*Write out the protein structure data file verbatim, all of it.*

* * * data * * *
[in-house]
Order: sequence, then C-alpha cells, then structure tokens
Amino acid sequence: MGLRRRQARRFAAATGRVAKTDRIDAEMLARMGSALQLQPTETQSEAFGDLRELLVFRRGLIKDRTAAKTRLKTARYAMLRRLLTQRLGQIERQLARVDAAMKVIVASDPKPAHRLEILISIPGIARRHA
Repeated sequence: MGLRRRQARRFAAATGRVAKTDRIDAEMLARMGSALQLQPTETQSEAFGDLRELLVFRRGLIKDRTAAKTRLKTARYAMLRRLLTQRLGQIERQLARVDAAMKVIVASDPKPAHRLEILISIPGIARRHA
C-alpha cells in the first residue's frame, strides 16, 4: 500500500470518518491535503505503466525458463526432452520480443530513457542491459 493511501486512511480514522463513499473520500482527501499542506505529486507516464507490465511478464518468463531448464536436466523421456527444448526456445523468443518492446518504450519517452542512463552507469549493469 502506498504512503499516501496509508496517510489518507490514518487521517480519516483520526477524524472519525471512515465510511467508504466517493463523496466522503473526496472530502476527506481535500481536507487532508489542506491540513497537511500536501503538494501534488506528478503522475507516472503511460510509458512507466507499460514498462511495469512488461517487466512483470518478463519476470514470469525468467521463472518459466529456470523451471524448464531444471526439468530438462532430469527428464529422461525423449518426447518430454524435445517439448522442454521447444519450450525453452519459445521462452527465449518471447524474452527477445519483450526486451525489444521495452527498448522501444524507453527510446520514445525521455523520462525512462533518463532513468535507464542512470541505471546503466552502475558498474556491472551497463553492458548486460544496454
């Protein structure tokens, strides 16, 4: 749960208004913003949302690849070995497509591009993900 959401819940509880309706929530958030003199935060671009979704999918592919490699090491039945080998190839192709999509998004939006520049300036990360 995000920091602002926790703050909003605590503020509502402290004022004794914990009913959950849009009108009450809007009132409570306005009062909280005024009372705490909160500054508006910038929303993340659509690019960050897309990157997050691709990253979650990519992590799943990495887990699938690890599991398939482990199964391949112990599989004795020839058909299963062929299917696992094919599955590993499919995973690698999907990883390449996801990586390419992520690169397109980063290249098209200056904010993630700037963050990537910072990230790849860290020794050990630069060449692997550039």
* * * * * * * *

[in-house]
Order: sequence, then C-alpha cells, then structure tokens
Amino acid sequence: MGLRRRQARRFAAATGRVAKTDRIDAEMLARMGSALQLQPTETQSEAFGDLRELLVFRRGLIKDRTAAKTRLKTARYAMLRRLLTQRLGQIERQLARVDAAMKVIVASDPKPAHRLEILISIPGIARRHA
Repeated sequence: MGLRRRQARRFAAATGRVAKTDRIDAEMLARMGSALQLQPTETQSEAFGDLRELLVFRRGLIKDRTAAKTRLKTARYAMLRRLLTQRLGQIERQLARVDAAMKVIVASDPKPAHRLEILISIPGIARRHA
C-alpha cells in the first residue's frame, strides 16, 4: 500500500470518518491535503505503466525458463526432452520480443530513457542491459 493511501486512511480514522463513499473520500482527501499542506505529486507516464507490465511478464518468463531448464536436466523421456527444448526456445523468443518492446518504450519517452542512463552507469549493469 502506498504512503499516501496509508496517510489518507490514518487521517480519516483520526477524524472519525471512515465510511467508504466517493463523496466522503473526496472530502476527506481535500481536507487532508489542506491540513497537511500536501503538494501534488506528478503522475507516472503511460510509458512507466507499460514498462511495469512488461517487466512483470518478463519476470514470469525468467521463472518459466529456470523451471524448464531444471526439468530438462532430469527428464529422461525423449518426447518430454524435445517439448522442454521447444519450450525453452519459445521462452527465449518471447524474452527477445519483450526486451525489444521495452527498448522501444524507453527510446520514445525521455523520462525512462533518463532513468535507464542512470541505471546503466552502475558498474556491472551497463553492458548486460544496454
């Protein structure tokens, strides 16, 4: 749960208004913003949302690849070995497509591009993900 959401819940509880309706929530958030003199935060671009979704999918592919490699090491039945080998190839192709999509998004939006520049300036990360 995000920091602002926790703050909003605590503020509502402290004022004794914990009913959950849009009108009450809007009132409570306005009062909280005024009372705490909160500054508006910038929303993340659509690019960050897309990157997050691709990253979650990519992590799943990495887990699938690890599991398939482990199964391949112990599989004795020839058909299963062929299917696992094919599955590993499919995973690698999907990883390449996801990586390419992520690169397109980063290249098209200056904010993630700037963050990537910072990230790849860290020794050990630069060449692997550039």